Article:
Richard Slater Jennings

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Richard Slater Jennings
Born(1922-04-05)April 5, 1922
DiedDecember 18, 2005(2005-12-18) (aged 83)
Other namesProphet Jennings

Richard Slater Jennings (April 5, 1922 – December 18, 2005), also known as Prophet Jennings or simply Prophet, was a journalist at several African-American newspapers and a self-taught painter whose artwork was used on the covers of jazz albums by Thelonious Monk, Eric Dolphy, and Max Roach in the 1960s. He was a friend and adviser to musicians and other entertainers who gave him the name "Prophet" for his sage advice and philosophical sayings.[1]

Early life[edit]

Jennings was born in Youngstown, Ohio. He was the third of six sons of William Jennings and Essie (Strum) Jennings. His father and some of his brothers worked in the steel mill in Youngstown. His mother at one point worked as a charwoman in a public school.[2][3] As a young man, according to an interview with his daughter, Jennings was a dancer with the Billy Hicks Sizzling Six swing band and was a dance show promoter.[4]

Journalism[edit]

Jennings began writing for the African-American newspaper the Buckeye Review in Youngstown in the early 1940s. In September 1945, he was hired by the Call and Post, the leading African-American newspaper in Cleveland. He was apparently meant to bring along a column he had begun in Youngstown, described by Call and Post columnist Al Roman as “the well-known ‘Jive Colym’ which is widely read by all hep-cats.” Jennings was also to handle all Youngstown advertising for the Call and Post.[5]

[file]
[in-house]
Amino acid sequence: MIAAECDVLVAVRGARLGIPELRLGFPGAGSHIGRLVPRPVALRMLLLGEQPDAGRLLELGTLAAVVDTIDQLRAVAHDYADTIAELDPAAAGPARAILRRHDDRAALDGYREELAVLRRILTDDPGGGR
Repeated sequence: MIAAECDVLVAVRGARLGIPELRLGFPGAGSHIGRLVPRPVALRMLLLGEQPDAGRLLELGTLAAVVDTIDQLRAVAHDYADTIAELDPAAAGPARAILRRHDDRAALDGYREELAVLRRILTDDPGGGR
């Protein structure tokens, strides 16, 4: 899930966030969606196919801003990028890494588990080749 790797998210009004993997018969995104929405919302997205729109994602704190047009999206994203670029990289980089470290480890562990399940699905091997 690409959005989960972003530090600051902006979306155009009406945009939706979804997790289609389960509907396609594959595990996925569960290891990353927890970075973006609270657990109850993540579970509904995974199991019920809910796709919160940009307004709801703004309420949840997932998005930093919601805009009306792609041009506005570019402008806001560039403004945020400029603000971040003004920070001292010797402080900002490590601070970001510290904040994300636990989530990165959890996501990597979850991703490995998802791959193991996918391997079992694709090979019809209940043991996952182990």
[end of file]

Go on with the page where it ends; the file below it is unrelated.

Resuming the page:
Listed as Dick Jennings, he wrote some music columns for the Call and Post, as well as contributions to Rowan’s columns, some of them filled with rap-like prose rhymes. For example:

“He had on a crush that was hard and wide and was trilling and drilling with a hipster’s stride. His front was draping much too fine it was a box back affair with candy stripe lines. He always had a story and a whole lot of jive he swears his spiel can bring the dead back alive.”[6]

The Call and Post job ended a little over a month after he was hired when he was in a serious car accident.[7] In May 1947 Jennings began writing for the Detroit Tribune. He covered the music scene, mostly jazz, under the heading of a weekly column called “Diggin’ the Scene.” He started a readers’ poll to select the best local bands, the best players on different instruments, and the best female and male singers.[8]

Lionel Hampton, who  had been the subject of one of Jennings’ columns in his Youngstown days,[4] may have had a hand in bringing him to the Tribune; Hampton began writing a weekly column for the paper as theatrical editor a week before Jennings’ debut.[9]

Jennings also contributed columns of “jive talk” for the Tribune under the headings “Jivin’ with Jennings” or “Dick’s Jive." The language of jive was a continuing interest of his. Rowan of the Call and Post, while welcoming the new writer to that paper, had noted Jennings' complaints about how much his “Jive Colym” had been edited. “He should expect his copy to be edited SOME TIMES!!,” wrote Rowan. “Have you read it? It sounds like a foreign language.”[10]

In addition to being a practitioner, Jennings was a student and a promoter of the language of jive. In one of his first “Jivin’ with Jennings” columns for the Tribune, titled “The Birth of Jive,” he wrote:

“Many factors have contributed to the development of the English language since the days of Alfred the Great, King of the Saxons.

Perhaps the greatest was the Norman Conquest in the year of 1066. The immortal William Shakespeare did more that any one individual toward making English a more beautiful and expressive language.